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Social Strategy and the Non-Profit
Posted on March 23rd 2012
We all know that non-profits run on a tight budget and even tighter staffing levels. We also know just how important most non-profits are to the community and the people they serve and how dedicated the people who work at, volunteer for and donate generously are.
Social Media presents a unique opportunity for non-profits to engage their community. It's important to bear in mind that non-profits speak to at least two audiences. They speak to those who rely and are helped by the services provided and they speak to the volunteers and donors that make those services possible. I'd also point out that a third audience is often over looked and that is the tireless, over-worked and underpaid staff that makes everything happen.
Social, as I call it, gives anyone who uses it a voice and nowhere is it better heard than the community of helping others. We all know though, that social is complex, difficult to measure and changing faster than anyone can keep up with. The question is, how does a non-profit leverage a set of tools that are nearly perfect for driving their mission forward?
They can take a stab at it with the resources they have on hand, placing it somewhere between grant writing and putting labels on post cards for the next fundraiser. They can hire a hot shot social expert who knows nothing about the non-profit world and treats every client as if they have the budget of the big car company that starts with an F.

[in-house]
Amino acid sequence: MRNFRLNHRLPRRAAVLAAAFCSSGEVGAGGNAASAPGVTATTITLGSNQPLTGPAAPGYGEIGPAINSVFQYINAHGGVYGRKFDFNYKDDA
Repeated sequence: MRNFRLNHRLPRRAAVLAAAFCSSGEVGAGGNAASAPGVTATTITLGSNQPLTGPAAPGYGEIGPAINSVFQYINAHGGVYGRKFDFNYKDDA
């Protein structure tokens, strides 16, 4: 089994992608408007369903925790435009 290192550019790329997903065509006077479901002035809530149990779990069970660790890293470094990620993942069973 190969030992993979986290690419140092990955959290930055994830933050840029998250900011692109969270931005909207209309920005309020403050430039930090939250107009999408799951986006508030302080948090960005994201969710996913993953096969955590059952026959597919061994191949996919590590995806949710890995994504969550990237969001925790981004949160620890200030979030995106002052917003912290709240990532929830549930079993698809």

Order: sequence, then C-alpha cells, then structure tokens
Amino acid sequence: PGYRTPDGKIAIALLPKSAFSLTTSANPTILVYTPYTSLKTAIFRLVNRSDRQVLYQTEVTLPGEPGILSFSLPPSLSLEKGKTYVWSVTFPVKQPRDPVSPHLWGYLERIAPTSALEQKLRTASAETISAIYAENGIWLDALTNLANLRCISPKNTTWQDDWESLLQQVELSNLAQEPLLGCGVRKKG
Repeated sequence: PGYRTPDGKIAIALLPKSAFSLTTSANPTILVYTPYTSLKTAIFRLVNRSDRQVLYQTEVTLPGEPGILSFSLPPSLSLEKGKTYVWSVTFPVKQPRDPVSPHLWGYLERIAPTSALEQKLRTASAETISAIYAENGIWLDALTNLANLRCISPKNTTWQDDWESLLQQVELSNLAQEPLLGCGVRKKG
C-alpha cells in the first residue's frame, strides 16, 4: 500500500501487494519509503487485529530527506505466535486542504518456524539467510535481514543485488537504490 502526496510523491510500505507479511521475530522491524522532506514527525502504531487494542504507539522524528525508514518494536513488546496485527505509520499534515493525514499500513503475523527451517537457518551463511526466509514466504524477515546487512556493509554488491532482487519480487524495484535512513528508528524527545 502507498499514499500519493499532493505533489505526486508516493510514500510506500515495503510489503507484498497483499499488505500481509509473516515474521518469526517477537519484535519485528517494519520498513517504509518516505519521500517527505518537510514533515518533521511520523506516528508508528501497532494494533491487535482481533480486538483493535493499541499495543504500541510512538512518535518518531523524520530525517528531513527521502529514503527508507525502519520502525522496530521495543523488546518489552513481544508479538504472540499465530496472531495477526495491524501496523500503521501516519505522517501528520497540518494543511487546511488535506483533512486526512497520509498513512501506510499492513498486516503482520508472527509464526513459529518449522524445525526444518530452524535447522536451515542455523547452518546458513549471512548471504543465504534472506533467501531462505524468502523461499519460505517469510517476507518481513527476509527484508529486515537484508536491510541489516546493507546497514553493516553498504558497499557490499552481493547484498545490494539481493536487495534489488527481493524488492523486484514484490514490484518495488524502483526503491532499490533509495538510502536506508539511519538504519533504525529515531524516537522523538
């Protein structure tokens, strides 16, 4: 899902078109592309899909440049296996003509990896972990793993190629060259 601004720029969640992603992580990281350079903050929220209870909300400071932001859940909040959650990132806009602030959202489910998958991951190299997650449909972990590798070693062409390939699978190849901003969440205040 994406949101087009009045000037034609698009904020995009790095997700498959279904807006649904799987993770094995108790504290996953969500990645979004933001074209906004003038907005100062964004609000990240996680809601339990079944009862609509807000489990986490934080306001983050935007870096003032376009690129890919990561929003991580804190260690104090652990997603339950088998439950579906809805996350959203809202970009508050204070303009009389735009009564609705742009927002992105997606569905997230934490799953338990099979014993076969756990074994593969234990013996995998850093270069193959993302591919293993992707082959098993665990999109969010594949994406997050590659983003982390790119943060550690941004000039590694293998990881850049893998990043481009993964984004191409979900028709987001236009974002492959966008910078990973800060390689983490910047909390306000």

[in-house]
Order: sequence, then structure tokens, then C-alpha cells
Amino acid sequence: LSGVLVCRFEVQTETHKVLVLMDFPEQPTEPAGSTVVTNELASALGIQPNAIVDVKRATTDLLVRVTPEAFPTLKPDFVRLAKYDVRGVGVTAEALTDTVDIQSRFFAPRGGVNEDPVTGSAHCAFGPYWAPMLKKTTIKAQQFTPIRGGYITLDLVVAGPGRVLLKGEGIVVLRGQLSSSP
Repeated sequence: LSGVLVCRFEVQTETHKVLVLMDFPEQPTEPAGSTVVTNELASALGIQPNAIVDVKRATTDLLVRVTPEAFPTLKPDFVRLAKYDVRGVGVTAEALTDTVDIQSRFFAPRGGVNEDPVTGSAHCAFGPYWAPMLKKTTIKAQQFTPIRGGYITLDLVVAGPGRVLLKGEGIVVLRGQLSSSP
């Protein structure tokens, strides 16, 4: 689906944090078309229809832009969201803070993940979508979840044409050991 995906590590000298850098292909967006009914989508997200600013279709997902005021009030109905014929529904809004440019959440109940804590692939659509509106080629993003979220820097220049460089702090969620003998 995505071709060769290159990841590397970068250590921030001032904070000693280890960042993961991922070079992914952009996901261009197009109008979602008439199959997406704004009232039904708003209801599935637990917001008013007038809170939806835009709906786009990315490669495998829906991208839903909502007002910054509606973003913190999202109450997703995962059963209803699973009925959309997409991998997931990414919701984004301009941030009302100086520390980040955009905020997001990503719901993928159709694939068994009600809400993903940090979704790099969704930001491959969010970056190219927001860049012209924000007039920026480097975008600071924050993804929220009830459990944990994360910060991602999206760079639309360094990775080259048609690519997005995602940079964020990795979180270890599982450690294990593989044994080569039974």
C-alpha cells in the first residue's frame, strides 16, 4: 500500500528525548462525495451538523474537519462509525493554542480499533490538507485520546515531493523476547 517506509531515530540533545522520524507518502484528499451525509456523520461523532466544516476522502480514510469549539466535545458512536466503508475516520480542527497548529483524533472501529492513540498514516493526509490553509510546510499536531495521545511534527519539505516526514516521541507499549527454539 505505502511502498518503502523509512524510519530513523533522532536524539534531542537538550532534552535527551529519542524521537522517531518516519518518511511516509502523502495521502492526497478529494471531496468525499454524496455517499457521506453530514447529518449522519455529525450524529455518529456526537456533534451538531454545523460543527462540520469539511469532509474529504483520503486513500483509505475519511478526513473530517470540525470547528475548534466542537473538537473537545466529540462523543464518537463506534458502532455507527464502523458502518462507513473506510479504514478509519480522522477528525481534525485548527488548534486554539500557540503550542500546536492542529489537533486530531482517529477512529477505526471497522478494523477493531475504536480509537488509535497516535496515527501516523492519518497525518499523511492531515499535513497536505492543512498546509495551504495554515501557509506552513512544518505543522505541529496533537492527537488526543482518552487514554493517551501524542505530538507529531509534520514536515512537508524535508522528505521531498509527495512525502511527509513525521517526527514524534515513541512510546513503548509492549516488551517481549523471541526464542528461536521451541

I recommend a different path. Find someone that works with both for profit and non-profit; someone who will spend time, without charge, learning your non-profits’ unique needs. Ask them to create a plan of attack that is realistic and executable. This plan may rely on the consultant to execute 90% at the beginning but should taper down to a level where they simply have some oversight. They should understand your cost and labor constraints and devise what I call a frugal but satisfying strategy.
Most importantly, they should tell you, without your asking, when they will no longer play an active role and when your fundraising will be positively impacted enough to pay for your social efforts. I recommend when you find someone that can do all that, keep them engaged, even if it is just a one hour monthly check in. They will bring enough new ideas and changes to the table to pay for themselves. One final thing, they should have a non-profit pricing structure that is discounted. If they don't offer one, then they probably don't understand non-profits and what they're all about.
You can always reach me at firstname.lastname@example.org with comments, questions or ideas.